Our market segments reflect major categories and subcategories of the global market, followed by an analysis of statistical data covering national spending and international trade relations and patterns. Market values reflect revenues paid by the final customer / end user to vendors and service providers either directly or through distribution channels, excluding VAT. Local currencies are converted to USD using the yearly average exchange rates of local currencies to the USD for the respective year as provided by the IMF World Economic Outlook Database.
Industry Life Cycle Market Phase
Market phase is determined using factors in the Industry Life Cycle model. The adapted market phase definitions are as follows:
The Global Economic Model
The Global Economic Model brings together macroeconomic and sectoral forecasts for quantifying the key relationships.
The model is a hybrid statistical model that uses macroeconomic variables and inter-industry linkages to forecast sectoral output. The model is used to forecast not just output, but prices, wages, employment and investment. The principal variables driving the industry model are the components of final demand, which directly or indirectly determine the demand facing each industry. However, other macroeconomic assumptions — in particular exchange rates, as well as world commodity prices — also enter into the equation, as well as other industry specific factors that have been or are expected to impact.
Forecasts of GDP growth per capita based on these factors can then be combined with demographic projections to give forecasts for overall GDP growth.
Wherever possible, publicly available data from ofﬁcial sources are used for the latest available year. Qualitative indicators are normalised (on the basis of: Normalised x = (x - Min(x)) / (Max(x) - Min(x)) where Min(x) and Max(x) are, the lowest and highest values for any given indicator respectively) and then aggregated across categories to enable an overall comparison. The normalised value is then transformed into a positive number on a scale of 0 to 100. The weighting assigned to each indicator can be changed to reﬂect different assumptions about their relative importance.
The principal explanatory variable in each industry’s output equation is the Total Demand variable, encompassing exogenous macroeconomic assumptions, consumer spending and investment, and intermediate demand for goods and services by sectors of the economy for use as inputs in the production of their own goods and services.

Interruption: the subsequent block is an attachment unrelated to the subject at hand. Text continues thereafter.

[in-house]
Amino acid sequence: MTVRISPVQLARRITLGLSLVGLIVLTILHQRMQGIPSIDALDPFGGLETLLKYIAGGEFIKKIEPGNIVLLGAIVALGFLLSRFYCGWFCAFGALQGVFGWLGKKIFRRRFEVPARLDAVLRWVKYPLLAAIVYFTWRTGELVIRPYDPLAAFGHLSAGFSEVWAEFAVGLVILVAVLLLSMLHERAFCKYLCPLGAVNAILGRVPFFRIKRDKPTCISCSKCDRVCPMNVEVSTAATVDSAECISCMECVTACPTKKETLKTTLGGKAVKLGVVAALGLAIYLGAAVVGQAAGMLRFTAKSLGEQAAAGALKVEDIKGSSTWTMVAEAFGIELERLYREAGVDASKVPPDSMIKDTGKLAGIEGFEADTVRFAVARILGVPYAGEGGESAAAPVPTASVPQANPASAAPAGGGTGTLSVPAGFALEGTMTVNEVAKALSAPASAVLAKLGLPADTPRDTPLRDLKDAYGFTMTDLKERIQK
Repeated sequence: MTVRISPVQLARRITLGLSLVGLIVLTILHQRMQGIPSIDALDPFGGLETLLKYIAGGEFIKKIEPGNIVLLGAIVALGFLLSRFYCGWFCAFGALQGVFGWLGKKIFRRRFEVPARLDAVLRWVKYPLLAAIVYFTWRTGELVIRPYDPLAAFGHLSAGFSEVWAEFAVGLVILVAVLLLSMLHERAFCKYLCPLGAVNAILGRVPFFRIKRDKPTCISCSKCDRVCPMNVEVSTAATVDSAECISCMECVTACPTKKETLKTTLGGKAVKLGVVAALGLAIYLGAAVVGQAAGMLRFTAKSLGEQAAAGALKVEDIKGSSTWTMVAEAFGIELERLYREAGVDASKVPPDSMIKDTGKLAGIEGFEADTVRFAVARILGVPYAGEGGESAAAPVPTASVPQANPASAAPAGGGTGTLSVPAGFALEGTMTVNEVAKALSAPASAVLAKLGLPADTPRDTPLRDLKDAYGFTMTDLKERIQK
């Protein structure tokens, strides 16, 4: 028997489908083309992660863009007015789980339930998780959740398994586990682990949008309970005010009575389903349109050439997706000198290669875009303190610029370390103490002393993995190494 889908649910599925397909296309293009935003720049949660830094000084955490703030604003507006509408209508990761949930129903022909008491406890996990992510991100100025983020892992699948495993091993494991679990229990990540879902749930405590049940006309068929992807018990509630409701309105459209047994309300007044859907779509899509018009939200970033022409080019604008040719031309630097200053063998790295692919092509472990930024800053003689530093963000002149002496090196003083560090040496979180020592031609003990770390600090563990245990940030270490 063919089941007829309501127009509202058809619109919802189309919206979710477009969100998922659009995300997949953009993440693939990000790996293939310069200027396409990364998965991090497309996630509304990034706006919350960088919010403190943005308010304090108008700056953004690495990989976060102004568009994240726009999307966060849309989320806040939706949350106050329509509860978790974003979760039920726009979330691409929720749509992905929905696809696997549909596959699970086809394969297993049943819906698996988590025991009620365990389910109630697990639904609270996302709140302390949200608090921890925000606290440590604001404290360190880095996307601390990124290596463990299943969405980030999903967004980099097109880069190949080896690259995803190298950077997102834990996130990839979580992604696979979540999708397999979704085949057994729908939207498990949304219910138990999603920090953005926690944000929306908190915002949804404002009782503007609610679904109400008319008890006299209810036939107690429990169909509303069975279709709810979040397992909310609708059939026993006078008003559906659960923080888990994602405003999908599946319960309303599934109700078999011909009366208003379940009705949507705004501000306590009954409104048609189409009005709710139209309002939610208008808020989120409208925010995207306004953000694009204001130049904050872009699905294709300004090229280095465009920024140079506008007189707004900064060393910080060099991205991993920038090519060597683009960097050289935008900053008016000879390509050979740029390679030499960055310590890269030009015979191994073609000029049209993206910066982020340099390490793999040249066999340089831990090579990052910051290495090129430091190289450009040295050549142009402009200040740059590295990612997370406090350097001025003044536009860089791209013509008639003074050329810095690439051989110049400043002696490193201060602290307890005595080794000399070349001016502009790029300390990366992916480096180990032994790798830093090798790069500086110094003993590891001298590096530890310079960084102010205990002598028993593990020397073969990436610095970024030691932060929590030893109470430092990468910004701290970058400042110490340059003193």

Elasticity measures the response of one economic variable to a change in another economic variable, whether the good or service is demanded as an input into a final product or whether it is the final product, and provides insight into the proportional impact of different economic actions and policy decisions.
Demand elasticities measure the change in the quantity demanded of a particular good or service as a result of changes to other economic variables, such as its own price, the price of competing or complementary goods and services, income levels, taxes.
Demand elasticities can be influenced by several factors. Each of these factors, along with the specific characteristics of the product, will interact to determine its overall responsiveness of demand to changes in prices and incomes.
The individual characteristics of a good or service will have an impact, but there are also a number of general factors that will typically affect the sensitivity of demand, such as the availability of substitutes, whereby the elasticity is typically higher the greater the number of available substitutes, as consumers can easily switch between different products.
The degree of necessity. Luxury products and habit forming ones, typically have a higher elasticity.
Proportion of the budget consumed by the item. Products that consume a large portion of the consumer’s budget tend to have greater elasticity.
Elasticities tend to be greater over the long run because consumers have more time to adjust their behaviour.
Finally, if the product or service is an input into a final product then the price elasticity will depend on the price elasticity of the final product, its cost share in the production costs, and the availability of substitutes for that good or service.
Prices are also forecast using an input-output framework. Input costs have two components; labour costs are driven by wages, while intermediate costs are computed as an input-output weighted aggregate of input sectors’ prices. Employment is a function of output and real sectoral wages, that are forecast as a function of whole economy growth in wages. Investment is forecast as a function of output and aggregate level business investment.